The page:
My Career as Cautionary Tale?
Even on a clear day, the publishing business can be murky. Clarity is always there for some writers, those who sell books and make a profit for their houses. Sometimes those are actually well-written books, often not. But a book in print that makes dollars always makes sense.
A few years ago, I was paid a big advance for my first novel, The Flamingo Rising. It recouped its advances through subsequent re-sells for paperback and foreign language rights. Thus, the writer and first publisher made money. After that, the abyss. Nobody made any money, especially the foreign publishers.
That publisher is still there, making money, publishing good and great books. My second novel, Athens, America, about two fathers dealing with the death of their daughters, was published by a tiny southern press, a now defunct tiny southern press, may it rest in piece. It got an A for effort, an D for success. A hundred review copies were sent to the usual media suspects, whose response was a deafening, “And we should care?” Not a single national review, not even in Kirkus or Publishers Weekly. The book did not exist.
So, is this a cautionary tale?
I told my woeful story on the web. All about going from giant publisher to dwarfish (but loving) publisher, about Barnes and Noble refusing to stock my book because they did not like the cover, about me then finding a niche in my hometown grocery stores and selling a thousand hardcover copies in two months. A riches to rags back to low-income story.
I got some attention. The story was linked to other websites. Individual writers and several book publications contacted me, wanting to know more about my status in that growing club of writers who were paid handsomely for their first works, and who even got great reviews, but whose works were box-office...bookstore…failures, thus making it difficult to get a second book in print.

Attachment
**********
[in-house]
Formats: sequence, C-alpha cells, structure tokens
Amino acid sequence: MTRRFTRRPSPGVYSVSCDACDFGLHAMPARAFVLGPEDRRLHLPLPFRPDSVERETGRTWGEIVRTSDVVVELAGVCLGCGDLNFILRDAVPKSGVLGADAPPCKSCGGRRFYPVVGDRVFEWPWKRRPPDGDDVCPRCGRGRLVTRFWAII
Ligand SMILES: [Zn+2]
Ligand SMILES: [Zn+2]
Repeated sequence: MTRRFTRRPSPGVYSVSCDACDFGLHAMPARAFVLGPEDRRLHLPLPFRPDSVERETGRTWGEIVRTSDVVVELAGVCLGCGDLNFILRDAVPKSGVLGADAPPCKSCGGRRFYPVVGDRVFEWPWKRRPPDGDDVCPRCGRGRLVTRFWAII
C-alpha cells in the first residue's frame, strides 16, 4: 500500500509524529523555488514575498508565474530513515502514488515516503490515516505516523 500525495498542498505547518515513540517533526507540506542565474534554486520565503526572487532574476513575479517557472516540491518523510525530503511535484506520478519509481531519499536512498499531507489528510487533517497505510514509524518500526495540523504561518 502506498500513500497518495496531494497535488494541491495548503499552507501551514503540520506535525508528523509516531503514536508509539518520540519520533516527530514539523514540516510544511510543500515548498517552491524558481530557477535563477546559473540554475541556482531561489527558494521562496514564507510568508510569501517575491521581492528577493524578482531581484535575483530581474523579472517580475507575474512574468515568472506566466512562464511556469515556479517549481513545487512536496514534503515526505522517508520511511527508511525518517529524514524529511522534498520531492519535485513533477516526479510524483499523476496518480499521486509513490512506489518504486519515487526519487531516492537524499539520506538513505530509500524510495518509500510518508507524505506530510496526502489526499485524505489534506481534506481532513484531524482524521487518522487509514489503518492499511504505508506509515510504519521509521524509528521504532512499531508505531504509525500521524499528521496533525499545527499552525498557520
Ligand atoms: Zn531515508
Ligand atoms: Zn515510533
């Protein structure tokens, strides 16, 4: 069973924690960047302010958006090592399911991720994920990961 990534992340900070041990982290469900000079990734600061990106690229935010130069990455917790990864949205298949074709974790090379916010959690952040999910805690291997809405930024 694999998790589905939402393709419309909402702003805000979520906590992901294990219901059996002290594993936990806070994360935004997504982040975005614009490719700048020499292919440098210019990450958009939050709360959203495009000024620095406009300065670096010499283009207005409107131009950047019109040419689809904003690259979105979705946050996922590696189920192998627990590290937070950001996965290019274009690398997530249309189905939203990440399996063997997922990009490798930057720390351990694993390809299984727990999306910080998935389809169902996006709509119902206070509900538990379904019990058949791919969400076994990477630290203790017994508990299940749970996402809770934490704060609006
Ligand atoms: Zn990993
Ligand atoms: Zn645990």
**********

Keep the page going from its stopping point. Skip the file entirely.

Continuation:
Thank God, I told myself, I don’t have to write about me and my book being hawked next to the frozen yogurt in an Iowa City grocery store. I can write about me as literary symbol, a poster-child for the One and Done Syndrome.
Trouble is, I might not be the best candidate for the role. It would be comforting, in a perverse way, to think of myself as a budding cliché, that my second novel struggle was the result of market forces beyond my control.
But the more I thought about it, the more I wondered, aren’t all these cases unique? How is any writer responsible for his or her own plight?
I don’t know any of the other writers in this pigeonhole. But I would guess that we all do the same thing: ask ourselves what we could have done differently.
Me? I can start taking a lot of blame. My agent told me that my second book was not as good as my first, although he had hurried me to show it to him before I thought it was ready. Fair enough, honesty any writer would want from his agent. But I was already very unhappy with that agent for other reasons, reasons which led me to believe, perhaps unfairly, that I could not trust him, so we parted company.
My new agent, with my encouragement, sent that flawed manuscript to my first publisher, and it was rejected. It eventually went to other publishers, who knew the sales record of my first book as well as the advance I was paid, and who had no obligation or inclination to invest in my future.
So, basic question: if a publisher pays a lot for a well-written book that does not sell, why should it pay for a second book by an author without an established reader fan base? Especially if, like was done for me, the publisher did a good job promoting the first book.
Sure, you can blame the publisher for creating false expectations by a large first book advance, since that large advance is itself part of the buzz about a book, regardless of the literary merit. And no unpublished writer is going to turn down a mega-advance, insisting that, “I want to earn my fortune the old-fashioned way, one book at a time.”
I cashed my check. The first book should have sold more. But it would not have made that subsequent book any better.
Perhaps I should have done what Marilynne Robinson did, wait until the right second book came along. I had the money. I had the time. I did not have the patience.
Athens, America is my true second novel, not as warm and fuzzy as my first. More adult, more relevant to American life today. A story about dead teenagers, college town politics, Harry Chapin music, and a white woman who becomes a Black Angel. Nine years after the first. I’m starting over. Life goes on.
Causes Larry Baker Supports
Holt International Adoption Services
Harry Chapin Foundation
National Public Radio